Mining Exec Claims Investor Tried Extortion

     LOS ANGELES (CN) - A mining company director claims in court that an investor tried to extort him to recoup the $269,000 the man lost in the penny stock market.
     Plaintiff Zirk De Maison is a director of the Lustros mining company and a former officer at Casablanca Mining. He asked a federal judge to enjoin Jerry Powers, of Ohio, from harassing and attempting to extort him.
     De Maison claims Powers demanded $269,000 after he lost the money investing in Casablanca shares. Powers accused him of profiting from a pump-and-dump scheme in Casablanca shares, De Maison says in the lawsuit. He claims Powers threatened to report him to the SEC, the FBI and the FTC, unless he paid the money.
     Powers told him: "I promise I will not stop until I see you and your group punished," De Maison claims in the lawsuit. "You think your divorce was messy, well this will be the messiest thing you have ever been in and I will be like a fly on shit until I see you and your nefarious cabal prosecuted to the fullest."
     De Maison claims the two men tangled after Powers, a "sophisticated" and "high risk" investor, approached him after he had resigned from Casablanca and joined Lustros.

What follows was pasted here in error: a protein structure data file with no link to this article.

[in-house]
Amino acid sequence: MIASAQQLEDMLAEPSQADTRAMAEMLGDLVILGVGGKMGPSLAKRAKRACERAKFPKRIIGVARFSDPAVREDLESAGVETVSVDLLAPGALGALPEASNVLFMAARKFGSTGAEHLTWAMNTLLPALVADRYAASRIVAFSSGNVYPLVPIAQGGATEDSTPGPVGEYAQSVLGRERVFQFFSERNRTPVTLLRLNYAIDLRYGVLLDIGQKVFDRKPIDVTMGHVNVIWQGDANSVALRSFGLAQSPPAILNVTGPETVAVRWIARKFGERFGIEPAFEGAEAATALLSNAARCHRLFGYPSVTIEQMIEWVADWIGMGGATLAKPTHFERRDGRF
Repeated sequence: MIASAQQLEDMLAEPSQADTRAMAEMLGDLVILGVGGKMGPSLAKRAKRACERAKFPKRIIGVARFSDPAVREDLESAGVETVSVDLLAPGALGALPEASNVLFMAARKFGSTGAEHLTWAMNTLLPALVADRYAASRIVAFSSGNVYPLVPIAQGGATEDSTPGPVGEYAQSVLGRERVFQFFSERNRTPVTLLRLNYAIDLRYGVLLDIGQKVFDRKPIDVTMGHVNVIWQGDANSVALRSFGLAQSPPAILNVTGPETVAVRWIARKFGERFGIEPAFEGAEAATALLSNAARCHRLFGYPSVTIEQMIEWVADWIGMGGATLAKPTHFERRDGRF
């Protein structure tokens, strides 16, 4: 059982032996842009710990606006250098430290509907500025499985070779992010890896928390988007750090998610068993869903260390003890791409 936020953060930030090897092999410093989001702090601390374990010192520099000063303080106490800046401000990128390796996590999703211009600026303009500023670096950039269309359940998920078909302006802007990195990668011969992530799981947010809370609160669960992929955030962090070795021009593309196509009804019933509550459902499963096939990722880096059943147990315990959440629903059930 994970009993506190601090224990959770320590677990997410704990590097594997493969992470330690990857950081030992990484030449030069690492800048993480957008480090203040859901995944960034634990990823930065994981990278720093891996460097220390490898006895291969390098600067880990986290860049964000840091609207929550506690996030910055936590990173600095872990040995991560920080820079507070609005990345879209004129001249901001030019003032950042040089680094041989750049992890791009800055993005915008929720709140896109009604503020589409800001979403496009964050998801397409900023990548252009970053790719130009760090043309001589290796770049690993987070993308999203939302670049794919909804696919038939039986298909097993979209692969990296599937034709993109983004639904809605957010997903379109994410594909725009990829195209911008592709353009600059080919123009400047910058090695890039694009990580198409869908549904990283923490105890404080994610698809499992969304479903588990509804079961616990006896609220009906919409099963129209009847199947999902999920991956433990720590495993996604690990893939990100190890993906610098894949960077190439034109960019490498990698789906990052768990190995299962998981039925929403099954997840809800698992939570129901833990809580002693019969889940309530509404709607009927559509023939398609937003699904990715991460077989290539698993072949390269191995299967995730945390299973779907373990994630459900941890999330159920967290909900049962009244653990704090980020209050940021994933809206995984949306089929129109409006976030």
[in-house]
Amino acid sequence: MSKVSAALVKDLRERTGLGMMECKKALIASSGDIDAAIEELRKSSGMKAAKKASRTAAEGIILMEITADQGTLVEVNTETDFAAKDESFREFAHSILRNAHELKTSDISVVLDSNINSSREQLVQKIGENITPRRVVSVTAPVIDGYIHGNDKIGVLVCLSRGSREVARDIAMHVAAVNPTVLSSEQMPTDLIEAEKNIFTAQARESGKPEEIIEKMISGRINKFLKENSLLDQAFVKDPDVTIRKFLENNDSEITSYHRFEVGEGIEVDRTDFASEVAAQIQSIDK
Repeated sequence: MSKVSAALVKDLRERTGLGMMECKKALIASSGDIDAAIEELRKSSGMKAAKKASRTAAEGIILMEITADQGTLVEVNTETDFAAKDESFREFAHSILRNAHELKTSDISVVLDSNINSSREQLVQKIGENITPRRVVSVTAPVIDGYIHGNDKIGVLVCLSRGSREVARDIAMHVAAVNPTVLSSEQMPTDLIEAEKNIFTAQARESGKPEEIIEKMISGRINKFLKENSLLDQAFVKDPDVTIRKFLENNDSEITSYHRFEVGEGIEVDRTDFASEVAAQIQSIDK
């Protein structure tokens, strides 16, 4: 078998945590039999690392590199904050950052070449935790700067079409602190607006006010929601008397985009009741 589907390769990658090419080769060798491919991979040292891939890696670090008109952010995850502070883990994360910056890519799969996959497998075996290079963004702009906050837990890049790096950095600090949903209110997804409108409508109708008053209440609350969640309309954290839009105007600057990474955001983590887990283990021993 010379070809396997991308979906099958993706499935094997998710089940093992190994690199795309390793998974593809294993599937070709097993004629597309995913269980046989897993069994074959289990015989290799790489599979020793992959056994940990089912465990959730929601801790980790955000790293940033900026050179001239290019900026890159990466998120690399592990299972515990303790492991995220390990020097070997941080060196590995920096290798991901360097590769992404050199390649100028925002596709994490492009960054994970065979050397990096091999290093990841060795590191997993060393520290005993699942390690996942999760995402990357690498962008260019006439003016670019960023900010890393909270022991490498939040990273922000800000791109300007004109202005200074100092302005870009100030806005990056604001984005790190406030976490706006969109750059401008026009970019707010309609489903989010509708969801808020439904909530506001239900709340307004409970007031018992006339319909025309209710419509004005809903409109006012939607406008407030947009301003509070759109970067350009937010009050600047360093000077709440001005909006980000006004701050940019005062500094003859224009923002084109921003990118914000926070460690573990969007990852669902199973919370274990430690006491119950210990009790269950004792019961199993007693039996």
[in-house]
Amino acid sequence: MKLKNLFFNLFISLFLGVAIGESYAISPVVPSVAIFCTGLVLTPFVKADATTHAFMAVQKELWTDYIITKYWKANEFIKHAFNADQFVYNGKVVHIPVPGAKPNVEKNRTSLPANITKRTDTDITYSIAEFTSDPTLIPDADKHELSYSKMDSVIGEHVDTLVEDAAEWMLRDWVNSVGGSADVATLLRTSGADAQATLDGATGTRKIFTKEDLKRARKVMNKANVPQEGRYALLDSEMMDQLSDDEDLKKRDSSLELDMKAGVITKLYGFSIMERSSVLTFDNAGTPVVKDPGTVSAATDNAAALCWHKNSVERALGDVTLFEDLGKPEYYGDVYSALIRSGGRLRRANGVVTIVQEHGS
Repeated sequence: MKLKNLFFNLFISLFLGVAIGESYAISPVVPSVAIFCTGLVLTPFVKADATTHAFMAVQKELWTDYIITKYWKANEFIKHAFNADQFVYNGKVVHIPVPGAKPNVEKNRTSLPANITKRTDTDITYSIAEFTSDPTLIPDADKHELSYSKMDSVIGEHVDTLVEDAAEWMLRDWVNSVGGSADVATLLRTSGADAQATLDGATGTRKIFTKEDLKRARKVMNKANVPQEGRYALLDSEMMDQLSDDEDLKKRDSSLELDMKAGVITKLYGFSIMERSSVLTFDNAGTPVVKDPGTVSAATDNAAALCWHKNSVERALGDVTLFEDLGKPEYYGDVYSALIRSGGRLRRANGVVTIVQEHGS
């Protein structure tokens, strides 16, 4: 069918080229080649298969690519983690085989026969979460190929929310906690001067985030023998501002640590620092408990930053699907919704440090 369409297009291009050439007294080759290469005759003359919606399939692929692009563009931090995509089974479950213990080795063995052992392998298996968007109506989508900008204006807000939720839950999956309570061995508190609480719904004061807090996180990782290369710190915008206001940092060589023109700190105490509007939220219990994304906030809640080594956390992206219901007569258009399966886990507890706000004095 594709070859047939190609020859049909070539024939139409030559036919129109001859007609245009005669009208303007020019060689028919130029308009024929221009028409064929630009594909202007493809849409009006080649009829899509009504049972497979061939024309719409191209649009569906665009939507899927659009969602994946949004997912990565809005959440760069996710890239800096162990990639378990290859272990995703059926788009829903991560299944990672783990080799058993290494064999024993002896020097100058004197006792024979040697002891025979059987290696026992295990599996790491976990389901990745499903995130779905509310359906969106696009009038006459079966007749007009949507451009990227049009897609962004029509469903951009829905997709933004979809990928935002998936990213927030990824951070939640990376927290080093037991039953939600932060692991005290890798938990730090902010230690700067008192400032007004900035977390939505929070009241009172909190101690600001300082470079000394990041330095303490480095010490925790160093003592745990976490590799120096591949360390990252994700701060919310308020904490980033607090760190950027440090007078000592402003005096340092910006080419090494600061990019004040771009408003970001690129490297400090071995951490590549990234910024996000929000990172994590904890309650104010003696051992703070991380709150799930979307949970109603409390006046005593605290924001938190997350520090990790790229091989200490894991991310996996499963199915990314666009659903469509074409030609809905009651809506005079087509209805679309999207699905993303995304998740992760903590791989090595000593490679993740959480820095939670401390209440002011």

Powers told him he had lost big on the penny stock market and had suffered big losses in Casablanca, according to the complaint.
     As a "gratuitous gesture," De Maison claims, he offered Powers 150,000 common shares in his new company after learning of Powers' losses.
     Powers this month asked De Maison for a letter so he could use a broker to deposit his Lustros shares, the complaint states. De Maison claims he sent a settlement letter on Nov. 11.
     In that letter, attached as an exhibit, De Maison wrote that Powers is offering to "settle, in full and final settlement, all disputes regarding any and all stock transactions with you, including shares of Casablanca Mining Ltd."
     But rather than settle, Powers demanded that De Maison pay the $269,000 Powers had invested in Casablanca, according to the lawsuit.
     In a Dec. 4 email, attached as an exhibit, Powers called De Maison a "thief, liar, and stock scammer" and demanded the money.
     De Maison says his attorney sent Powers a letter warning him to stop harassing De Maison.
     "Instead of standing down, the defendant continued to harass the plaintiff, and on Dec. 5, 2013, directed another set of writings to the plaintiff, with the intent to extort the $269,000 from plaintiff, threatening again to report plaintiff to the FBI for theft," the complaint states.
     De Maison seeks an injunction and damages and punitive damages for "attempted extortion."
     He is represented by Kenneth Eade.